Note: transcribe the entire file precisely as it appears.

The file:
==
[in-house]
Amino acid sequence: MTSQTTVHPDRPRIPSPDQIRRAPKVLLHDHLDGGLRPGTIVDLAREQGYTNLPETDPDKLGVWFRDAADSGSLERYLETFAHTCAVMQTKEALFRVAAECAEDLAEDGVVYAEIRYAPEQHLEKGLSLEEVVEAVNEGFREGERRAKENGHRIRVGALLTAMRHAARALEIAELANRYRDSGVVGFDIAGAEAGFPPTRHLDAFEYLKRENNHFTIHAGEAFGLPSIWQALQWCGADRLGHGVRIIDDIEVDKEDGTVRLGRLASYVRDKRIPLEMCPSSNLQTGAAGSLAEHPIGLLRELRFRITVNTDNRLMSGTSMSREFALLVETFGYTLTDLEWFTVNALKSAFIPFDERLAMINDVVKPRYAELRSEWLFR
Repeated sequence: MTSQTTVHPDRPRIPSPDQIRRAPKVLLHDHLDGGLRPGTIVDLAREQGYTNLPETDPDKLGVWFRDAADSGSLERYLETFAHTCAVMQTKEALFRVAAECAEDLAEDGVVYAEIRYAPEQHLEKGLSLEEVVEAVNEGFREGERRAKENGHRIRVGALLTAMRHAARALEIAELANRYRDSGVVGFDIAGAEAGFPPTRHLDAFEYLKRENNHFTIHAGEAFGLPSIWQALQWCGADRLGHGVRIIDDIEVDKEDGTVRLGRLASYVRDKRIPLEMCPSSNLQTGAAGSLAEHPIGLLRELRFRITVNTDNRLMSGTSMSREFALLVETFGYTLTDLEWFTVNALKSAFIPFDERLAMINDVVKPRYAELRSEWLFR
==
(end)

[in-house]
Amino acid sequence: MTSQTTVHPDRPRIPSPDQIRRAPKVLLHDHLDGGLRPGTIVDLAREQGYTNLPETDPDKLGVWFRDAADSGSLERYLETFAHTCAVMQTKEALFRVAAECAEDLAEDGVVYAEIRYAPEQHLEKGLSLEEVVEAVNEGFREGERRAKENGHRIRVGALLTAMRHAARALEIAELANRYRDSGVVGFDIAGAEAGFPPTRHLDAFEYLKRENNHFTIHAGEAFGLPSIWQALQWCGADRLGHGVRIIDDIEVDKEDGTVRLGRLASYVRDKRIPLEMCPSSNLQTGAAGSLAEHPIGLLRELRFRITVNTDNRLMSGTSMSREFALLVETFGYTLTDLEWFTVNALKSAFIPFDERLAMINDVVKPRYAELRSEWLFR
Repeated sequence: MTSQTTVHPDRPRIPSPDQIRRAPKVLLHDHLDGGLRPGTIVDLAREQGYTNLPETDPDKLGVWFRDAADSGSLERYLETFAHTCAVMQTKEALFRVAAECAEDLAEDGVVYAEIRYAPEQHLEKGLSLEEVVEAVNEGFREGERRAKENGHRIRVGALLTAMRHAARALEIAELANRYRDSGVVGFDIAGAEAGFPPTRHLDAFEYLKRENNHFTIHAGEAFGLPSIWQALQWCGADRLGHGVRIIDDIEVDKEDGTVRLGRLASYVRDKRIPLEMCPSSNLQTGAAGSLAEHPIGLLRELRFRITVNTDNRLMSGTSMSREFALLVETFGYTLTDLEWFTVNALKSAFIPFDERLAMINDVVKPRYAELRSEWLFR